Making the railway safer with big data

Peter Hughes, principal research fellow at the Institute for Railway Research, argues big data is revolutionising close call reporting on our railways.

Close call reporting systems are an important part of the GB railways safety management process, as they allow any worker on the railway to report safety hazards at any time. When Network Rail introduced its system in 2014 there were some 180 close calls being entered daily.

Now there are more than 650 each day. Every one of these reports can contain important safety information that can help prevent an accident on the railway.

Close calls can be reported by workers telephoning in a hazard report, sending an email, or using a mobile phone app. The systems allow workers to report any hazard in any way they like using their own words. Unlike many hazard reporting systems, users arent limited to drop-down boxes to describe hazards; they can describe them in detail and provide any information they need to. The close call system is a powerful proactive tool that allows hazards to be identified and controlled – before an accident happens.

This power of the close call systems brings problems: with so many hazards being reported it is not possible for anyone to read every single report. And entering text on a mobile phone screen is notoriously difficult: it’s easy for typos to occur, and they do occur very frequently. Close call systems contain a trove of valuable information, but the question is, how can that information be brought together in a way that allows the railway to be made safer? This challenge is being addressed by researchers at the University of Huddersfield.

The team at Huddersfield is applying advanced computer techniques to analyse the close calls. The computer can read through every single report and perform millions of calculations to sort the data and identify patterns in the text. But whilst computers are excellent at analysing text, they have no understanding of the real world: for example, a computer has never worked in an infrastructure gang and doesn't know the difference between an MOP (member of public) and an MOM (mobile operations manager).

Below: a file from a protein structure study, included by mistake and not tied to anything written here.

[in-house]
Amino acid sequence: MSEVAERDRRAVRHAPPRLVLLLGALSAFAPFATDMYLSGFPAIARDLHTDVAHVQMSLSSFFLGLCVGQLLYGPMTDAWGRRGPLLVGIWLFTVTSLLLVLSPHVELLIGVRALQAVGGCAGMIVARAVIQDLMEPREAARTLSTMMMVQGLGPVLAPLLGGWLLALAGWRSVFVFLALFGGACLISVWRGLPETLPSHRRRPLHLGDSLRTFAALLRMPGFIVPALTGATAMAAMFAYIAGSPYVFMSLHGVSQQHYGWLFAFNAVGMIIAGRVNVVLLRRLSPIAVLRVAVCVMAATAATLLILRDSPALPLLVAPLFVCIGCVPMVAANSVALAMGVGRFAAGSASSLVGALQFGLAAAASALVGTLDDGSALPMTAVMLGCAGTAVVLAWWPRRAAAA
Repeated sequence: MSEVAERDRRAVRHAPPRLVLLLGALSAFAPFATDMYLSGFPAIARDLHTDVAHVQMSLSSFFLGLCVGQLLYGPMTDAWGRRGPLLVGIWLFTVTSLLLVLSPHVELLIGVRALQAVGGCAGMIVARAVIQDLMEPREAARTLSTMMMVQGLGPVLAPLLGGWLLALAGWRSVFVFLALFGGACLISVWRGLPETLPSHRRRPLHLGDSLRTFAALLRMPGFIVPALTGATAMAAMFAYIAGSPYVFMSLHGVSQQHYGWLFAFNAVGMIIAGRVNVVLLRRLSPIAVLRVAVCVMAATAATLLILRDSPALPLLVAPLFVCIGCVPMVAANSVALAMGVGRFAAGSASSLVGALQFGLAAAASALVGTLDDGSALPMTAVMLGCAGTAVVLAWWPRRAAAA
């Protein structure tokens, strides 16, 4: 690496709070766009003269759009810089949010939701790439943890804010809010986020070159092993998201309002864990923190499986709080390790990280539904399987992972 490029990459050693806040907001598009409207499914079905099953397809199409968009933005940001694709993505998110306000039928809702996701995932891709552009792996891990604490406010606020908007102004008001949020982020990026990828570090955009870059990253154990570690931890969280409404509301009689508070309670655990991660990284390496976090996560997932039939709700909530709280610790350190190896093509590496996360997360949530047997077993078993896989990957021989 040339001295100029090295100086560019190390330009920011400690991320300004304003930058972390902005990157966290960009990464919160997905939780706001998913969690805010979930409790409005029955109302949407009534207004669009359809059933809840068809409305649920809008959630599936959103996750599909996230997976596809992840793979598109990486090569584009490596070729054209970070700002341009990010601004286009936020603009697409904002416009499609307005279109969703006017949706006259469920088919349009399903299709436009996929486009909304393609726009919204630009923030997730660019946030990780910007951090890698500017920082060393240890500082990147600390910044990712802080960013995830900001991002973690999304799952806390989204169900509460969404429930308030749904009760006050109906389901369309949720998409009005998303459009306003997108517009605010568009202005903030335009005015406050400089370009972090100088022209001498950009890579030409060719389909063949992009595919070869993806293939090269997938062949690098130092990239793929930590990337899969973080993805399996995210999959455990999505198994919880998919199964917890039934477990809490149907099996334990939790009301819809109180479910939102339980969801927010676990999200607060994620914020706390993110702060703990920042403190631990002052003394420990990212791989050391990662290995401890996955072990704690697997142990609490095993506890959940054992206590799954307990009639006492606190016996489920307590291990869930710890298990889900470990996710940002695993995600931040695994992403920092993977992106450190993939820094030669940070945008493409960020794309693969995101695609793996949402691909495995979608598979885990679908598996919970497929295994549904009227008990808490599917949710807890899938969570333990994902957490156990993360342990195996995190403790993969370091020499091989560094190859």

Interacting with the data

It is at this stage that a safety analyst interacts with the computer and teaches it the words and phrases that are meaningful to safety management. The safety analyst builds an information model (called an ontology) based on the information provided in the close calls. The computer learns from the analyst’s actions and updates its search results based on what the analyst has told it. In this way the computer and the analyst work together to find new information and grow the understanding of the railway. Over time, the computer becomes more effective at finding the right data and more and more information can be uncovered.

Since the knowledge model is built from the information contained in the close call reports, the computer learns to speak in the language of railway workers and can also learn how to read typos. Standard spelling correction tools that you get in word processors can’t be used on close calls because as often as a spell checker gets the word right, it will also get it wrong. In the trials we found the spell checker will turn the word faulting into falling, or the word unexploded into unexplored. Instead the computer learns to identify hazards from whatever it is being told by workers.

An early trial of the work has been performed on accident reports from the Swiss railways, which are written in German, French and Italian. These trials showed that the computer could correctly identify safety information with more than 98% accuracy, regardless of which language the accident report was written in. These results make the researchers optimistic that the computer should be able to understand the intricacies of railway safety in Britain. A simplified version of the analysis technique has been applied in Network Rail, and a full implementation is now underway in RSSB which should be up and running by the end of 2018.




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